Nancy Cunningham, Jennifer MCKay and Adam Kennedy with microbead products.

Nancy Cunningham, Jennifer MCKay and Adam Kennedy with microbead products.

Our guest speaker on February 11, 2015, was Jennifer McKay, Tip of the Mitt Watershed Council Policy Specialist, who told us about plastic microbeads and coal-tar sealant PAHs that find their way into our water.

Microbeads of plastic, used in hundreds of cosmetic and personal care products, such as soaps and toothpaste, are finding their way into the Great Lakes waterways. Their small size and buoyancy allow them to slip through water treatment systems. They look like food and are consumed by fish and birds. The microbeads are not biodegradable and act as magnets for other contaminants, such as arsenic and DDT. So not only are they toxic to wildlife, they are toxic to humans who consume wildlife around the Great Lakes region.

 

 

 

Photograph credit: 5 Gyres Institute.

Photograph credit: 5 Gyres Institute.

What can we do about it?  Avoid products with polyethylene and polypropylene on labels and choose products with alternatives like ground almonds, sea salt, pumice and oatmeal. Unwanted personal care products can be dropped off at local POD drop off locations including one at Boyne City Hall. For additional POD drop off sites: www.pillsinthepod.com.  Also, The Watershed Council website has detailed information on microbeads: www.watershedcouncil.org/learn/microbeads-in-the-great-lakes.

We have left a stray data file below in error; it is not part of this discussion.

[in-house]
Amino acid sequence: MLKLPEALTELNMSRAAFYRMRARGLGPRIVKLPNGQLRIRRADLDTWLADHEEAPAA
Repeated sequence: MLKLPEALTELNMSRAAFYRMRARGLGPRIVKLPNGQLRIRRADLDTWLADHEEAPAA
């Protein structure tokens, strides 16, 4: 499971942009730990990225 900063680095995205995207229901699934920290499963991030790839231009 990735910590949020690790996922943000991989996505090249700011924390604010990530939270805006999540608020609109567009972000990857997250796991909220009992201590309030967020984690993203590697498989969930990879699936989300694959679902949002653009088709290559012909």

A professional applicator applies a coal-tar-based sealant to a test plot used to measure emission of polycyclic aromatic carbons (PAHs) into the air in Austin at the University of Texas.  Photograph credit: Justin McInnis, U.S. Geological Survey.

A professional applicator applies a coal-tar-based sealant to a test plot used to measure emission of polycyclic aromatic carbons (PAHs) into the air in Austin at the University of Texas. Photograph credit: Justin McInnis, U.S. Geological Survey.

Jennifer also discussed studies that have identified coal-tar-base sealcoat—a product used to maintain and protect driveway and parking lot pavement—as a major source of polycyclic aromatic hydrocarbon (PAH) contamination in streams and lakes adjacent to where it is used. Before sealcoating the driveway, consider the impact coal-tar sealcoating may have on water quality and human health. Details on PAHs and alternatives are found at: www.watershedcouncil.org/learn/coal-tar-sealant-and-pah-contamination.